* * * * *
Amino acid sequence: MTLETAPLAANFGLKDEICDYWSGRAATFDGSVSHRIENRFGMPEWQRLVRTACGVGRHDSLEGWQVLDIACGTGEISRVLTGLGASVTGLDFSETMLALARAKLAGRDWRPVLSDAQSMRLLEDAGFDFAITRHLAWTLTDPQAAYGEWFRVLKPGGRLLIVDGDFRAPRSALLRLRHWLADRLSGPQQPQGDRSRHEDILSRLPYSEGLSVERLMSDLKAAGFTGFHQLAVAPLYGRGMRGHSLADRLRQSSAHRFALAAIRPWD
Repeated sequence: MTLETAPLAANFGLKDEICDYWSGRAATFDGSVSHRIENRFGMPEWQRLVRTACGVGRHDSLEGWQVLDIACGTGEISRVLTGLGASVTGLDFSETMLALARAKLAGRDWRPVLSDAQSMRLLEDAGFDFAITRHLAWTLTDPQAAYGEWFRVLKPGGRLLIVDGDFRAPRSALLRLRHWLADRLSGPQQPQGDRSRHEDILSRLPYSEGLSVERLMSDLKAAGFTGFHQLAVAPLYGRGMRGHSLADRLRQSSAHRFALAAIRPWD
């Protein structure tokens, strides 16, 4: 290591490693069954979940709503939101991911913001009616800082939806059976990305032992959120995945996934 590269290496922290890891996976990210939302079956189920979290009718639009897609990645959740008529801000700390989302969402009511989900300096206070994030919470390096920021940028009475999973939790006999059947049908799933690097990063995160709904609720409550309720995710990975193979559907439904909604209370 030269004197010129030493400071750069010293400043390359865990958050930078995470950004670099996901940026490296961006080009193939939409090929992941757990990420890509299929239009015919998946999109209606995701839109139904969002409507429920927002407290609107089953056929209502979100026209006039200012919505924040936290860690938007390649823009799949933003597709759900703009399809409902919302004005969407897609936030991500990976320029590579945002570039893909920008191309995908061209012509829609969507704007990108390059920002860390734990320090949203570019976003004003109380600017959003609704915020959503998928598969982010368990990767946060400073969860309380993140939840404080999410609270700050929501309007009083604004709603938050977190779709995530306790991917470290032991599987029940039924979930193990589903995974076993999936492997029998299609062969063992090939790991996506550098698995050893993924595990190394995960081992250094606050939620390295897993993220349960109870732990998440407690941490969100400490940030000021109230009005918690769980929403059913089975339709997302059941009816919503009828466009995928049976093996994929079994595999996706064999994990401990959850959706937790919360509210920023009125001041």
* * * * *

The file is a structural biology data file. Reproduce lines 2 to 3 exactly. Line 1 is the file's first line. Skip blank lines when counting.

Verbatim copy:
Repeated sequence: MTLETAPLAANFGLKDEICDYWSGRAATFDGSVSHRIENRFGMPEWQRLVRTACGVGRHDSLEGWQVLDIACGTGEISRVLTGLGASVTGLDFSETMLALARAKLAGRDWRPVLSDAQSMRLLEDAGFDFAITRHLAWTLTDPQAAYGEWFRVLKPGGRLLIVDGDFRAPRSALLRLRHWLADRLSGPQQPQGDRSRHEDILSRLPYSEGLSVERLMSDLKAAGFTGFHQLAVAPLYGRGMRGHSLADRLRQSSAHRFALAAIRPWD
């Protein structure tokens, strides 16, 4: 290591490693069954979940709503939101991911913001009616800082939806059976990305032992959120995945996934 590269290496922290890891996976990210939302079956189920979290009718639009897609990645959740008529801000700390989302969402009511989900300096206070994030919470390096920021940028009475999973939790006999059947049908799933690097990063995160709904609720409550309720995710990975193979559907439904909604209370 030269004197010129030493400071750069010293400043390359865990958050930078995470950004670099996901940026490296961006080009193939939409090929992941757990990420890509299929239009015919998946999109209606995701839109139904969002409507429920927002407290609107089953056929209502979100026209006039200012919505924040936290860690938007390649823009799949933003597709759900703009399809409902919302004005969407897609936030991500990976320029590579945002570039893909920008191309995908061209012509829609969507704007990108390059920002860390734990320090949203570019976003004003109380600017959003609704915020959503998928598969982010368990990767946060400073969860309380993140939840404080999410609270700050929501309007009083604004709603938050977190779709995530306790991917470290032991599987029940039924979930193990589903995974076993999936492997029998299609062969063992090939790991996506550098698995050893993924595990190394995960081992250094606050939620390295897993993220349960109870732990998440407690941490969100400490940030000021109230009005918690769980929403059913089975339709997302059941009816919503009828466009995928049976093996994929079994595999996706064999994990401990959850959706937790919360509210920023009125001041």